The corona virus killed approximately 14,000 French nursing home residents – half the death toll in the country. We are fortunate that none of these deaths have yet occurred at my grandparents’ home, where the caregivers have been vigilant about social distancing.

When France started to loosen its block last week, we could finally visit the house, or rather sit outside, while my grandparents were sitting a few meters away. So that we could hear each other, the staff opened the door, but put a table with a plexiglass partition in the door.

We could only see my grandparents one at a time, because they are in different parts of the house that can no longer mix socially. My grandfather, a former stonemason, misses many things, such as shorts, that we cannot yet deliver due to the strict rules of the house. It’s my grandmother’s company that he misses the most.

My grandmother, once a wonderful cook who was known for her Chicken Basquaise and cherry pie, has Alzheimer’s. When she tried to recognize me, I broke the rules and took off my mask for a second. A nurse gently stroked her hair as we spoke. My mother and I were a little jealous that the nurse could do what we couldn’t.

I am currently planning to finally read my grandfather’s diaries about his military service in Chad when he was about my age. He gave it to me for Christmas; I thought I had a lot of time to read it. That was before he had a stroke and before the pandemic brought a new normal.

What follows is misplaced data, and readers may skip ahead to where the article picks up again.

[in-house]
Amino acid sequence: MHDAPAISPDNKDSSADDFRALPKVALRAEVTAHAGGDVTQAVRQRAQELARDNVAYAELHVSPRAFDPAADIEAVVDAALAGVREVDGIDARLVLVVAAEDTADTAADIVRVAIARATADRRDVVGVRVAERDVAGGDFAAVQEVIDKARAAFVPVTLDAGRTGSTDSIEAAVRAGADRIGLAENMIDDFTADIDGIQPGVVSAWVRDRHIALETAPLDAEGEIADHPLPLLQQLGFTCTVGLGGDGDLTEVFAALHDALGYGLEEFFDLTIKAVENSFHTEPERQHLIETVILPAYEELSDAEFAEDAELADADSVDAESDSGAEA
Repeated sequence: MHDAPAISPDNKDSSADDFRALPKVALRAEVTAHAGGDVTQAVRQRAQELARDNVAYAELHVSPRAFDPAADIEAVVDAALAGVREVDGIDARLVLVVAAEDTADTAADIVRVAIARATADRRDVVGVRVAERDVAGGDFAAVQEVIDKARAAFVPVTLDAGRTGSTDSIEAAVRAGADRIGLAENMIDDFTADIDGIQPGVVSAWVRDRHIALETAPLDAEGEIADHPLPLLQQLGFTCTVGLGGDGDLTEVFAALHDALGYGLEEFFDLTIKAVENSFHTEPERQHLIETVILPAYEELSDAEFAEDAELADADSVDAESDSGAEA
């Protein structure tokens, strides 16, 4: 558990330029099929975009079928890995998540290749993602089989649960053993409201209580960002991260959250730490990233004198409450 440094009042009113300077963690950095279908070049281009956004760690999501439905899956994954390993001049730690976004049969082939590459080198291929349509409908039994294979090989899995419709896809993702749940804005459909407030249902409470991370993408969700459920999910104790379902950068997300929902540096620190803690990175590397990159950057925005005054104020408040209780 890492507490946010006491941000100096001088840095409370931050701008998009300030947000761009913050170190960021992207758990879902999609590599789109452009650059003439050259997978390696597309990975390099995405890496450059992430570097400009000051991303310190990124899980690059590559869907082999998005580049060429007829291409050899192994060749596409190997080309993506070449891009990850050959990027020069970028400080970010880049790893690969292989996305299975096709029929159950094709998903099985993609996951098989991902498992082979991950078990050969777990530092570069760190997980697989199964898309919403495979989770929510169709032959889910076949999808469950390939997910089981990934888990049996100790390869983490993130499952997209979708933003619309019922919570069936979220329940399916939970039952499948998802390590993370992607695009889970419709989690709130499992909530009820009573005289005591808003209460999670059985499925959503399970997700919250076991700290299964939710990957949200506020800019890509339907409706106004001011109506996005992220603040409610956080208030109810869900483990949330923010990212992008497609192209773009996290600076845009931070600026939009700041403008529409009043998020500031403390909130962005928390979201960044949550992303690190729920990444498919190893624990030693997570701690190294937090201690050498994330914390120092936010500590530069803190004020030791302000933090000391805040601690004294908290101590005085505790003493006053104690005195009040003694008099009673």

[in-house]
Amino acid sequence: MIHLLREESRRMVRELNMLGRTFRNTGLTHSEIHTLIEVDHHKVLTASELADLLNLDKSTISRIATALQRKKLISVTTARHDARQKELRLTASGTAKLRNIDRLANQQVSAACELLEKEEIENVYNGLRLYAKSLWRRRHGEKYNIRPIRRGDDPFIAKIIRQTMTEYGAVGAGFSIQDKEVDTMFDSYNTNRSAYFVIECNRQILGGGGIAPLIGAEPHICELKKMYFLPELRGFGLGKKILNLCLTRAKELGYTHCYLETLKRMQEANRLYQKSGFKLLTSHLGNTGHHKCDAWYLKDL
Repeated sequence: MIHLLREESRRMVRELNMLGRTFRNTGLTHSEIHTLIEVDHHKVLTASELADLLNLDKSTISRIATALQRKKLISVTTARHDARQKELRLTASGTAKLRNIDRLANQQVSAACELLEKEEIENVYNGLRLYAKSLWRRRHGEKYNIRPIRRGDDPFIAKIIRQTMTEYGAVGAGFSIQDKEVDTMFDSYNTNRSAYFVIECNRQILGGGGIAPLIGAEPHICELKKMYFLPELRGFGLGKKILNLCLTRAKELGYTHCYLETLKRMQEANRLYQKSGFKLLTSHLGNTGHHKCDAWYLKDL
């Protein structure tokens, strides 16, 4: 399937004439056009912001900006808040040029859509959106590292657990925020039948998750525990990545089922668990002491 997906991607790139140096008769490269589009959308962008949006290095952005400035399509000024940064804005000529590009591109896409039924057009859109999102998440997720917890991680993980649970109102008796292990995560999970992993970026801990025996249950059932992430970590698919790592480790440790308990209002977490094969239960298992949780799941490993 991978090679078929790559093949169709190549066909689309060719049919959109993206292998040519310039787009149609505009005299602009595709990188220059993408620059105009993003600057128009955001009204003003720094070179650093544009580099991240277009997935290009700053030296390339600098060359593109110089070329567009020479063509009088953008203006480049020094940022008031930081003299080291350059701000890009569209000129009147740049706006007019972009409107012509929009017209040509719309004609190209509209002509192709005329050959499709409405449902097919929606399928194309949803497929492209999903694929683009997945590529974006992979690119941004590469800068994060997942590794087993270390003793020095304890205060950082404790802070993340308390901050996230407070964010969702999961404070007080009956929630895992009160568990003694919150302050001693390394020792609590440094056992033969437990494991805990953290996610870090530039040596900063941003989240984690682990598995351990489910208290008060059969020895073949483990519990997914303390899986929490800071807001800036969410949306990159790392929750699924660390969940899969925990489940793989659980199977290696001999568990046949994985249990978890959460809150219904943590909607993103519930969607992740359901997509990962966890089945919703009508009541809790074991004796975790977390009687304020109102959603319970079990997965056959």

It was remarkably effective.

Ms. Ardern helped the New Zealanders – “our team of five million,” she says – get involved in a ban so strict that even picking up a lost cricket ball from a neighbor’s yard was prohibited. Now, despite some previous contact tracking problems, the country has almost eradicated the virus and left isolation with only 21 deaths and a few dozen active cases.

Halos can make heretics out of legitimate critics, including epidemiologists, who argue that New Zealand’s ban has gone too far and that other countries have suppressed the virus with less harm to small businesses.

And Ms. Ardern’s canonization diminishes two powerful forces behind her success: her own hard work in connecting with constituents and New Zealand’s political culture, which revised her voting results in the 1990s and forged a system that empowered political parties Cooperation forces.

“You need the whole context, the way the political system has evolved,” said Helen Clark, a former prime minister who hired Ms. Ardern as a consultant over a decade ago. “It is not easily transferable.”